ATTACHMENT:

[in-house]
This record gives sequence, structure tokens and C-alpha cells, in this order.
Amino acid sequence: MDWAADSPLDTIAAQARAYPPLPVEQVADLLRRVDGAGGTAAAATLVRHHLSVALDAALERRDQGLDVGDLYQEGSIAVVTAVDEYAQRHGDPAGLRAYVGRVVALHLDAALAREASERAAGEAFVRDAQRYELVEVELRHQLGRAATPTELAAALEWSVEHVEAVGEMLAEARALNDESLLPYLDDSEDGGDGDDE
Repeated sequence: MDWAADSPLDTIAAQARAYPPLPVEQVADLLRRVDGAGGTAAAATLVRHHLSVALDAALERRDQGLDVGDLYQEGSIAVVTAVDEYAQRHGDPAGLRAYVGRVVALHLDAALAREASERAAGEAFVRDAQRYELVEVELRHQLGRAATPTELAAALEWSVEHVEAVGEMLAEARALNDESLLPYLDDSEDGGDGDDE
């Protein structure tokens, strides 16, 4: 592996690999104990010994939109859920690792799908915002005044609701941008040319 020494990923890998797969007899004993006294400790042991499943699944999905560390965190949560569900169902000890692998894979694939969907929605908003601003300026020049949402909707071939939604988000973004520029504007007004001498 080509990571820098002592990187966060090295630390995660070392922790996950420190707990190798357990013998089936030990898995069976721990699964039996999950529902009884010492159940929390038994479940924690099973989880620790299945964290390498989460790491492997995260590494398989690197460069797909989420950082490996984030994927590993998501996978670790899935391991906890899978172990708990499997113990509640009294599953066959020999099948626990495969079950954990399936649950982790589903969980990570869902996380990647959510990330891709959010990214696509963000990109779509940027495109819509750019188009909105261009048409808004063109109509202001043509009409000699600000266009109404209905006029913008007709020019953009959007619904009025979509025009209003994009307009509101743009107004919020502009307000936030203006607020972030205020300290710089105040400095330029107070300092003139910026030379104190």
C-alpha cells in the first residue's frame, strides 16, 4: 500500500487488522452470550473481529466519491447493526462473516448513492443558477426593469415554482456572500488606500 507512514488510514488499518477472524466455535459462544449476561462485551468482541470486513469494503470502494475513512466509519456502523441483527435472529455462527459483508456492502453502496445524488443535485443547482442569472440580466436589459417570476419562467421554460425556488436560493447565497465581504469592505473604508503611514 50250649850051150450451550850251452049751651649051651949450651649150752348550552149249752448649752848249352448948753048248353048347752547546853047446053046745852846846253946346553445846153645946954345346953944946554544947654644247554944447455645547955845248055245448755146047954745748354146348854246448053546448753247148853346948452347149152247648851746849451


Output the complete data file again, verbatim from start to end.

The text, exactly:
[in-house]
This record gives sequence, structure tokens and C-alpha cells, in this order.
Amino acid sequence: MDWAADSPLDTIAAQARAYPPLPVEQVADLLRRVDGAGGTAAAATLVRHHLSVALDAALERRDQGLDVGDLYQEGSIAVVTAVDEYAQRHGDPAGLRAYVGRVVALHLDAALAREASERAAGEAFVRDAQRYELVEVELRHQLGRAATPTELAAALEWSVEHVEAVGEMLAEARALNDESLLPYLDDSEDGGDGDDE
Repeated sequence: MDWAADSPLDTIAAQARAYPPLPVEQVADLLRRVDGAGGTAAAATLVRHHLSVALDAALERRDQGLDVGDLYQEGSIAVVTAVDEYAQRHGDPAGLRAYVGRVVALHLDAALAREASERAAGEAFVRDAQRYELVEVELRHQLGRAATPTELAAALEWSVEHVEAVGEMLAEARALNDESLLPYLDDSEDGGDGDDE
């Protein structure tokens, strides 16, 4: 592996690999104990010994939109859920690792799908915002005044609701941008040319 020494990923890998797969007899004993006294400790042991499943699944999905560390965190949560569900169902000890692998894979694939969907929605908003601003300026020049949402909707071939939604988000973004520029504007007004001498 080509990571820098002592990187966060090295630390995660070392922790996950420190707990190798357990013998089936030990898995069976721990699964039996999950529902009884010492159940929390038994479940924690099973989880620790299945964290390498989460790491492997995260590494398989690197460069797909989420950082490996984030994927590993998501996978670790899935391991906890899978172990708990499997113990509640009294599953066959020999099948626990495969079950954990399936649950982790589903969980990570869902996380990647959510990330891709959010990214696509963000990109779509940027495109819509750019188009909105261009048409808004063109109509202001043509009409000699600000266009109404209905006029913008007709020019953009959007619904009025979509025009209003994009307009509101743009107004919020502009307000936030203006607020972030205020300290710089105040400095330029107070300092003139910026030379104190």
C-alpha cells in the first residue's frame, strides 16, 4: 500500500487488522452470550473481529466519491447493526462473516448513492443558477426593469415554482456572500488606500 507512514488510514488499518477472524466455535459462544449476561462485551468482541470486513469494503470502494475513512466509519456502523441483527435472529455462527459483508456492502453502496445524488443535485443547482442569472440580466436589459417570476419562467421554460425556488436560493447565497465581504469592505473604508503611514 50250649850051150450451550850251452049751651649051651949450651649150752348550552149249752448649752848249352448948753048248353048347752547546853047446053046745852846846253946346553445846153645946954345346953944946554544947654644247554944447455645547955845248055245448755146047954745748354146348854246448053546448753247148853346948452347149152247648851746849451